My focus professionally has been on using Lean methods to integrate cross-functional teams in the design and construction of buildings. Lean dovetails perfectly with sustainable building—both practices acknowledge that having integrated teams early in the design process is key. It has often been stated that in the first 10% of design, almost 70% of all costs and environmental impacts have already been determined. Primary materials, the structural system, fenestration and massing and orientation are often determined at this point before engineers even start their work. Having a set floor plan that engineers must then “fit” mechanical, electrical, and plumbing systems into creates a piecemeal approach to design, ensuring that the project will ultimately perform as less than the sum of its parts. Contractors brought in late in the design process—even by the Design Development phase under a CMGC contract—have very little room to make recommendations that will greatly improve the project, and on most traditional projects do not provide specific trade knowledge from those “Last Planners” who will ultimately install these systems. Bringing engineers and even major subcontractors on early gives architects the knowledge to create the optimal project for their clients using a whole systems approach.
Intimate knowledge of how a building will be built is key to providing true sustainability that can actually be measured. A design/build firm specializing in bringing Passive House principles to their projects described one commission from a prominent learning institution that required them to design and build the mirror image of an existing college dorm building across a quad. Using Lean and sustainable principles, they managed to create a mirror image of the building—only the new structure met Passive House standards while costing $5 per square foot less than the building built 5 years before. Passive House concentrates on designing and building a façade that controls the passage of air and moisture. The HVAC system is sized to accommodate the façade. Hence, the new dorm only required a 20-ton mechanical system, which was much easier and more economical to build and operate than the previous dorm’s 70-ton system.
Holistic thinking is central to sustainable architecture. Yet in current practice, many engineers design for a “type” of building (not the actual building being designed), using rules of thumb that grossly over design the system, especially the mechanical and electrical systems. For example, when designing a school, interior designers who choose paint colors with a high light reflectance value can reduce the number of light fixtures required to light the room, which also reduces the need for cooling. Expensive, efficient windows can provide occupants with a comfortable environment while also eliminating the need for a perimeter heating system. Unfortunately, sustainable projects still usually calculate payback on line-items and not on systems as a whole, leading to poorly considered decisions that eliminate those “expensive” windows without calculating the additional cost for the mechanical system.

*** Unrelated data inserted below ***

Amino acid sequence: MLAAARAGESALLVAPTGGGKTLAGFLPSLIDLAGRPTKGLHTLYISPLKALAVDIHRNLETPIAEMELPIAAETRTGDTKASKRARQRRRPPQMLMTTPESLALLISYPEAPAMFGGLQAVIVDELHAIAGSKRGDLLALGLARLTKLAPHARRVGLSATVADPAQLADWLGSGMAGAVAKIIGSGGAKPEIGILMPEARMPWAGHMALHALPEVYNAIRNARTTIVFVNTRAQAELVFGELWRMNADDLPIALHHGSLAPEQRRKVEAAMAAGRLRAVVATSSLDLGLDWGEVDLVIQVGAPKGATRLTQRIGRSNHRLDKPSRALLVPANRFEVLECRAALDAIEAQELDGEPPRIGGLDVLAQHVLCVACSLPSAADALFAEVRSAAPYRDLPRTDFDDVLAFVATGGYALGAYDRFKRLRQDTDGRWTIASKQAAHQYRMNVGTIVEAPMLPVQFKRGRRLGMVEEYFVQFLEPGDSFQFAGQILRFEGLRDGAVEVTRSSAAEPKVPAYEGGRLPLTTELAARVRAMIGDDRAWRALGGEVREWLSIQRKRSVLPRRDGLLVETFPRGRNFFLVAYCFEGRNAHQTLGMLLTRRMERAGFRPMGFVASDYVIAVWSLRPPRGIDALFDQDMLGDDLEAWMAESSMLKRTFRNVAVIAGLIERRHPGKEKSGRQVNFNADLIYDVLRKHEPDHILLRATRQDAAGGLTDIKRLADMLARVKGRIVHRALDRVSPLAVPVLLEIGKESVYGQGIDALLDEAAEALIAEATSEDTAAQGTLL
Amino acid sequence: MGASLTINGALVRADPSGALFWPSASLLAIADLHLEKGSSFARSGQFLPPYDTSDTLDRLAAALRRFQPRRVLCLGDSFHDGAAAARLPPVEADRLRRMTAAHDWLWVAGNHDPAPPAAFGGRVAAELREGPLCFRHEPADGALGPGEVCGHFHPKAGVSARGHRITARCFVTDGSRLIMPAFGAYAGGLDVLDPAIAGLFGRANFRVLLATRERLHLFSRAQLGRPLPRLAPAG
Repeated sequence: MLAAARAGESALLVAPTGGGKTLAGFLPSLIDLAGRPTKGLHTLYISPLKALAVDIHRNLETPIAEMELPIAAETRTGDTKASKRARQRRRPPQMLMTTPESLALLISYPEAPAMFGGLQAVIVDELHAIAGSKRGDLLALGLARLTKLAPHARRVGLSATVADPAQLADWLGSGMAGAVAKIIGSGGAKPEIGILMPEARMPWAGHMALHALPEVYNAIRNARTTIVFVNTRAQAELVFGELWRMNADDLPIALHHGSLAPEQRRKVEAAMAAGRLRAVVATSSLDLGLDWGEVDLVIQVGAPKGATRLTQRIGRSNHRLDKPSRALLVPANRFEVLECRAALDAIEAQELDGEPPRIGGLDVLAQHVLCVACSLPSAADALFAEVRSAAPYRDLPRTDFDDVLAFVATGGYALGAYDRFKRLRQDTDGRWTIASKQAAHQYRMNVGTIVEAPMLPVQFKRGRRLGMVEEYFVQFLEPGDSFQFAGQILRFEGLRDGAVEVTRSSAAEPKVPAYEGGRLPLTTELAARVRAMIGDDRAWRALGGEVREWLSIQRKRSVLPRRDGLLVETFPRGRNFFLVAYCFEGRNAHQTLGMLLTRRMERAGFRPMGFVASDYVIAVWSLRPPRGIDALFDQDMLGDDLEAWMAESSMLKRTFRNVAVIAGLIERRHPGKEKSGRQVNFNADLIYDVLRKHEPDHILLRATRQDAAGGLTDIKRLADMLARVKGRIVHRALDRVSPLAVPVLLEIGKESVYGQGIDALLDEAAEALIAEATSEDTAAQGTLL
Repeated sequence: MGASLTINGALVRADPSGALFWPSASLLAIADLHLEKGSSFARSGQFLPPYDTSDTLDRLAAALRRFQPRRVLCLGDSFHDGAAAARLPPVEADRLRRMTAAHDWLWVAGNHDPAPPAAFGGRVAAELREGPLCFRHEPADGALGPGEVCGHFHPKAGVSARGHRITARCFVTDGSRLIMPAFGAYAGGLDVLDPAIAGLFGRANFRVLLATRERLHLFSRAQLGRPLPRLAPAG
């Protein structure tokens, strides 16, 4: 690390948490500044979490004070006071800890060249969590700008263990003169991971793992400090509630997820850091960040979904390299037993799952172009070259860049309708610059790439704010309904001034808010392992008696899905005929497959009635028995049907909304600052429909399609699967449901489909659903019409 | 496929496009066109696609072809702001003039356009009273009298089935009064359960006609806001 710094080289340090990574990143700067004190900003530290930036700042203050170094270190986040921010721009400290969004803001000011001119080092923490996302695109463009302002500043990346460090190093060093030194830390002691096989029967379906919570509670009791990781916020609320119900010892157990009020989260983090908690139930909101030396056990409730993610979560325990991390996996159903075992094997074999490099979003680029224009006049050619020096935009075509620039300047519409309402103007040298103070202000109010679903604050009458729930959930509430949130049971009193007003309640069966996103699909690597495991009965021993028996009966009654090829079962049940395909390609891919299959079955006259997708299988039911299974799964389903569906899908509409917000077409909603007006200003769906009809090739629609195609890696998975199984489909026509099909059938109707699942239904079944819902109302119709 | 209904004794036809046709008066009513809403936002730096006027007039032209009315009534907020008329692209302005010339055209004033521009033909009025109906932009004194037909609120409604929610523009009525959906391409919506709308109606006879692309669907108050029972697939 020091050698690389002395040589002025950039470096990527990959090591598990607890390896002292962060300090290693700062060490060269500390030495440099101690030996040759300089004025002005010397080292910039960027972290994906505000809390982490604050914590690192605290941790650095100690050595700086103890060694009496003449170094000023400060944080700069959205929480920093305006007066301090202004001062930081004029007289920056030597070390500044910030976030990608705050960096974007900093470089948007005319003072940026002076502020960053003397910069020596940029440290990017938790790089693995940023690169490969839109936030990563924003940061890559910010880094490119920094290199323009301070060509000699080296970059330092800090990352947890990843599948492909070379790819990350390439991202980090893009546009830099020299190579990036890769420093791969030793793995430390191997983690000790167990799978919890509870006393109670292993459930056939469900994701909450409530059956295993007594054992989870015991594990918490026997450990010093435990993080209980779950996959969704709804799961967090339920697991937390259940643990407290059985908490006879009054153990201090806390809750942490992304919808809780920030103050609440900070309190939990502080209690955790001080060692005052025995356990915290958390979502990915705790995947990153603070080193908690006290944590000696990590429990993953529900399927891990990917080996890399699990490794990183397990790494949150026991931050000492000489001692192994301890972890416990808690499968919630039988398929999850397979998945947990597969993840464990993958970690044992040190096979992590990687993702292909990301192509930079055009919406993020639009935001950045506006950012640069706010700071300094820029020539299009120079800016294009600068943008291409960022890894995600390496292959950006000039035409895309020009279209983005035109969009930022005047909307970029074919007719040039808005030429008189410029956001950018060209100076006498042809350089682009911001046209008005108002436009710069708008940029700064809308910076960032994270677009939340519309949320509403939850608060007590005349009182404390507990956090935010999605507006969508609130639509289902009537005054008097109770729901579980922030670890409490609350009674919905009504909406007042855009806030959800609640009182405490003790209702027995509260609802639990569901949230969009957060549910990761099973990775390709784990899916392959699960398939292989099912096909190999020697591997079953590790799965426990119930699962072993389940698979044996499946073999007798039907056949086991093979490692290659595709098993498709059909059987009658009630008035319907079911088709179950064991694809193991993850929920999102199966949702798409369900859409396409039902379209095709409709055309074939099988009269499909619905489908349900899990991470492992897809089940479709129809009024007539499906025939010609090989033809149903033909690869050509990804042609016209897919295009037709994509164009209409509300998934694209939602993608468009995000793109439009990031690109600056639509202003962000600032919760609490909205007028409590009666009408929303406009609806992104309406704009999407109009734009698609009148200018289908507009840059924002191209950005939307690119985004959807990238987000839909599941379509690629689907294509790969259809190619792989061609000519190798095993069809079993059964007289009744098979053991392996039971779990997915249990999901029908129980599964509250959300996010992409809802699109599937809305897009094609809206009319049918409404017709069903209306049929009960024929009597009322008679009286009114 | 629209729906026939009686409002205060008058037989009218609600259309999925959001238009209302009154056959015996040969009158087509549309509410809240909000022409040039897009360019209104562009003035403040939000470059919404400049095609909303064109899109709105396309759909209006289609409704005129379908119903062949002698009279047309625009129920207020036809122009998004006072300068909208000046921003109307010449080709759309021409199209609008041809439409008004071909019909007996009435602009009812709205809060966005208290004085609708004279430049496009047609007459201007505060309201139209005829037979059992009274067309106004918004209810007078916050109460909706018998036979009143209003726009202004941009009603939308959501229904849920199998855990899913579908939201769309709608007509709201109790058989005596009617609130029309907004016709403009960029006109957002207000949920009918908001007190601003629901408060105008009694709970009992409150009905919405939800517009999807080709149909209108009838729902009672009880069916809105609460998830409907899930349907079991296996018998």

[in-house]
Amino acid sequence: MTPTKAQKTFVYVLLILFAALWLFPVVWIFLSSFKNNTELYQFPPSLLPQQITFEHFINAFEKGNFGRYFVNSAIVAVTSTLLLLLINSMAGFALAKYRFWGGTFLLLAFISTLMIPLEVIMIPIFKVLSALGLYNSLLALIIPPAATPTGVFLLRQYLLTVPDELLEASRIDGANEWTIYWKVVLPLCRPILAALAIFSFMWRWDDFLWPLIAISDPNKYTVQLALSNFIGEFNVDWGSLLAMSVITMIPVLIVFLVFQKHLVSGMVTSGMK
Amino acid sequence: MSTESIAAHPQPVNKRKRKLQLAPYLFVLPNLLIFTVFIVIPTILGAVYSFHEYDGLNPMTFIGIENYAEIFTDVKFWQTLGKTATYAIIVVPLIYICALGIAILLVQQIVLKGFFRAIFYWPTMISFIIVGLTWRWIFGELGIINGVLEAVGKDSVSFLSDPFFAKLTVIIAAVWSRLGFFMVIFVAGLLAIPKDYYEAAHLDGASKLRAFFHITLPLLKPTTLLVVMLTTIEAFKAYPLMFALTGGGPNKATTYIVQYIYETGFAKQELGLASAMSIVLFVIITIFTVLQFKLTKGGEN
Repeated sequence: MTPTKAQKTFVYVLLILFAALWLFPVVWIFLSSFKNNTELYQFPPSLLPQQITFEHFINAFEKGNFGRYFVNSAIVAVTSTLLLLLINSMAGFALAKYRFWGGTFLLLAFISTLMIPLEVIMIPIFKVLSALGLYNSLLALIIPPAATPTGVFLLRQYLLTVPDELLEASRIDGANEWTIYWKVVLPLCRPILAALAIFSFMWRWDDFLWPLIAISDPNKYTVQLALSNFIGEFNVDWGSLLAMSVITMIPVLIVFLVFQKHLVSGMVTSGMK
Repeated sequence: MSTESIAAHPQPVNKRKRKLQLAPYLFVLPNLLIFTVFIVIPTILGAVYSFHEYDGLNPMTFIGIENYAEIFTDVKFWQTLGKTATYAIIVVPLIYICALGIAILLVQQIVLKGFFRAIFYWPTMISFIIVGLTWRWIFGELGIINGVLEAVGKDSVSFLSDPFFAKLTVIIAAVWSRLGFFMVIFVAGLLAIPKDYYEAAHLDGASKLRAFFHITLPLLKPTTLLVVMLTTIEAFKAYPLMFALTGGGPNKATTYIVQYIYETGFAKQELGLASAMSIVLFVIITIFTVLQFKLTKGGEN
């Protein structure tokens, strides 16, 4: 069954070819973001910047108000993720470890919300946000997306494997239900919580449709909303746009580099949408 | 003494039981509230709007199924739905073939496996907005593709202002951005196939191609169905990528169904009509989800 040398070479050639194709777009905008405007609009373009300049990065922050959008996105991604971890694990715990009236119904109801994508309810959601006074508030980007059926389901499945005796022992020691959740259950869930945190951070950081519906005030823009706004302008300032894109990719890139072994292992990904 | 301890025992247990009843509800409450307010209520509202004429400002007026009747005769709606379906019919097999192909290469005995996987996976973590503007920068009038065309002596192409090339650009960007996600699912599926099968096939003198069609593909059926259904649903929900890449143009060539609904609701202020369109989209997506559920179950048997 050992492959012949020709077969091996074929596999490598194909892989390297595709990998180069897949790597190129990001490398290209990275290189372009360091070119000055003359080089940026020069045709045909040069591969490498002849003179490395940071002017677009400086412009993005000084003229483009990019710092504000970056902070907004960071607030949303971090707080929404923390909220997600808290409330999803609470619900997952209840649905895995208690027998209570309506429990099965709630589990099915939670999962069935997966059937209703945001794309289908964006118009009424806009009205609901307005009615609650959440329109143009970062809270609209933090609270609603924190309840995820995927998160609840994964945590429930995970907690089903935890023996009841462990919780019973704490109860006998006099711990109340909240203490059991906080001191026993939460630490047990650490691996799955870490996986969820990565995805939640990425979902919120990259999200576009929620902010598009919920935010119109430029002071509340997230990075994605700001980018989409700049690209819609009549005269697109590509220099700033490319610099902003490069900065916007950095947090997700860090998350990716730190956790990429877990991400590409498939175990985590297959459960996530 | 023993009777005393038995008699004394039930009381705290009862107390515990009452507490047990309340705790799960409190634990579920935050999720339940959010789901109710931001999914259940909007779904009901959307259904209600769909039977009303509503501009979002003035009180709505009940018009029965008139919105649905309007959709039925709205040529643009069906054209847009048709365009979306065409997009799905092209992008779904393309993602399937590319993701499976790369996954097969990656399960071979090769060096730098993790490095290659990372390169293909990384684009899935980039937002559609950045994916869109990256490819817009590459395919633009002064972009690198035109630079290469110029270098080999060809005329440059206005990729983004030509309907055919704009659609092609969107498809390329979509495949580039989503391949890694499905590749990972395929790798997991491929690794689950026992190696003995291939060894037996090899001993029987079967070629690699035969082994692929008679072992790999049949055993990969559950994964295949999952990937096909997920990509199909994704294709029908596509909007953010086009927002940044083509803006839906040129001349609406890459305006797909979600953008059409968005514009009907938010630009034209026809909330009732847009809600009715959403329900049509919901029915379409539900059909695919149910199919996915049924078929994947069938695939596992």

Hence, if the mechanical engineer is designing for a building “type,” he/she will design for the worst-case scenario without collaborating with others: The month is July, the building is at full capacity, the weather is the hottest on record, all the lights are on at noon, and his mechanical system can still cool the building—then they add a safety factor! By bringing in everyone early to discuss the actual building being designed, using multi-disciplinary teams that include MEP engineers and contractors and the architect working together, you can create a whole that is better and cheaper than the sum of its parts. The team should make decisions together, then design to those decisions. Contractors keep a check on costs, and ensure that constructability is an input to the design and not an outcome inevitably leading to weeks of scope cuts and “value engineering.”
One obstacle to adopting this process is that a typical architect’s traditional fee structure—with design fees peaking in the Construction Documentation phase—does not easily allow project teams to bring important people in early. Owner expectations are an issue; designers must show that there is great benefit in spending more time and money early in the design process when the most value can be created cheaply. Trade partners early in the process can work together with designers to deliver the building earlier than is possible when contractors are brought in too late. The team can compress submittal and RFI review times, or perhaps even eliminate submittals altogether with the cooperation of trades and owner groups in the design phase. All while delivering a sustainable building that costs less to operate and is better integrated into its environment.
One book that combines a Lean approach to a new vision of sustainability (where building designers aren’t just satisfied that their buildings have a “lesser” impact on their environment, but actually enhance the environment they stand within), is “The Integrative Design Guide for Green Building: Redefining the Practice of Sustainability.” If an architect would like to jumpstart a sustainable culture in their firm, read the book, sign up for the 2030 Commitment, and then contact the Sustainability Advancement Working Group for more educational opportunities and assistance. With a little commitment, we can all do our part to decrease the impact the built environment has on climate change and pollution!